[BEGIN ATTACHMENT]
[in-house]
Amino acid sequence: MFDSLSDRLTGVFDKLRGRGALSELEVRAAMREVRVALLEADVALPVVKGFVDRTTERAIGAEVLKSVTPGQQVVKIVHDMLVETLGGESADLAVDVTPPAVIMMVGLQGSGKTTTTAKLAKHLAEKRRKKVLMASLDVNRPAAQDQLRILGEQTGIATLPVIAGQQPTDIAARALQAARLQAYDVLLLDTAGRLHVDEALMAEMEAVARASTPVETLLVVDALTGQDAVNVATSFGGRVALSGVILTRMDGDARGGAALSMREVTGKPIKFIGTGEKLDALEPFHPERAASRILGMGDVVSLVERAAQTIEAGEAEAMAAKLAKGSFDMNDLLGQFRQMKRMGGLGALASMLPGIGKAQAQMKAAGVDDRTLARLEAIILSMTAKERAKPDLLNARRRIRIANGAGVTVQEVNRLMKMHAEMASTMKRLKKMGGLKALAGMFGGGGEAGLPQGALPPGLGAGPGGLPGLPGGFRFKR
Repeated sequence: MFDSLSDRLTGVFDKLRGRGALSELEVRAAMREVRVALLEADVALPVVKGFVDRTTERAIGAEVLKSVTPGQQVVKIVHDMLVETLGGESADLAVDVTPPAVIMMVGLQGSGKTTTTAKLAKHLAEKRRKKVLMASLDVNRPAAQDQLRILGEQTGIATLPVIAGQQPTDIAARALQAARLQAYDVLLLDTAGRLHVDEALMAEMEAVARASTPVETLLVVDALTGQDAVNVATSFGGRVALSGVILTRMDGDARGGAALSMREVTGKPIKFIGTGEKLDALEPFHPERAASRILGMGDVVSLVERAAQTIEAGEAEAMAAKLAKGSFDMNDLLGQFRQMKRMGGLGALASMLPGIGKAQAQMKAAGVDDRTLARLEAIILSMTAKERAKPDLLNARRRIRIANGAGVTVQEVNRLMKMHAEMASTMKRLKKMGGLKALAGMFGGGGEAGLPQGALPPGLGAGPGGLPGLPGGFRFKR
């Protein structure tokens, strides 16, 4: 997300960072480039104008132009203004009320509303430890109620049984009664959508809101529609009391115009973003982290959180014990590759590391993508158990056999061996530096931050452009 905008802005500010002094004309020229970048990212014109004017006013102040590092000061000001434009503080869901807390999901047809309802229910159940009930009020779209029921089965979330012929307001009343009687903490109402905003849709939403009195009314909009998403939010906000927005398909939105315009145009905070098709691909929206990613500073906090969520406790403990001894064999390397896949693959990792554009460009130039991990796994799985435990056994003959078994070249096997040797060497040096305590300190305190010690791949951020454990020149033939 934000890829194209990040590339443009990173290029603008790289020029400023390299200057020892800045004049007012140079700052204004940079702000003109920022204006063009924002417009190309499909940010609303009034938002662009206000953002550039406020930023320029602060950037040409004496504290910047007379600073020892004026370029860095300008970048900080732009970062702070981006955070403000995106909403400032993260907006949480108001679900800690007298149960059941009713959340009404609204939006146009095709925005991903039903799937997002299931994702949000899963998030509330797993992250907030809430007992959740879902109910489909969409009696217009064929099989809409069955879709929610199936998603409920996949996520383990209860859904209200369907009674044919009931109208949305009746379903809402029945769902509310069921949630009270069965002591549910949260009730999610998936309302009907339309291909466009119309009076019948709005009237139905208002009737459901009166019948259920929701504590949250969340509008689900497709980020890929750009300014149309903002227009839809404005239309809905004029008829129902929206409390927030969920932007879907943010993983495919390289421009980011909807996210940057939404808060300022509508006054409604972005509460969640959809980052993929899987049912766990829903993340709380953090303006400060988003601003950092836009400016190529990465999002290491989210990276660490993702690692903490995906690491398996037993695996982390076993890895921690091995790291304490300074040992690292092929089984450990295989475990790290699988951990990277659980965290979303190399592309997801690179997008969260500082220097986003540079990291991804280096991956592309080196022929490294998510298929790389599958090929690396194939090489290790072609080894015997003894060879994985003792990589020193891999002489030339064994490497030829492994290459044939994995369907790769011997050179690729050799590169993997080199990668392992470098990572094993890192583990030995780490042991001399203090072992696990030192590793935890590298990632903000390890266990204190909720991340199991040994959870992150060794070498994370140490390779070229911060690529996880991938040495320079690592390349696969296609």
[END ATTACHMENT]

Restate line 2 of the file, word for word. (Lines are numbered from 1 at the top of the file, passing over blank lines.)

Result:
Amino acid sequence: MFDSLSDRLTGVFDKLRGRGALSELEVRAAMREVRVALLEADVALPVVKGFVDRTTERAIGAEVLKSVTPGQQVVKIVHDMLVETLGGESADLAVDVTPPAVIMMVGLQGSGKTTTTAKLAKHLAEKRRKKVLMASLDVNRPAAQDQLRILGEQTGIATLPVIAGQQPTDIAARALQAARLQAYDVLLLDTAGRLHVDEALMAEMEAVARASTPVETLLVVDALTGQDAVNVATSFGGRVALSGVILTRMDGDARGGAALSMREVTGKPIKFIGTGEKLDALEPFHPERAASRILGMGDVVSLVERAAQTIEAGEAEAMAAKLAKGSFDMNDLLGQFRQMKRMGGLGALASMLPGIGKAQAQMKAAGVDDRTLARLEAIILSMTAKERAKPDLLNARRRIRIANGAGVTVQEVNRLMKMHAEMASTMKRLKKMGGLKALAGMFGGGGEAGLPQGALPPGLGAGPGGLPGLPGGFRFKR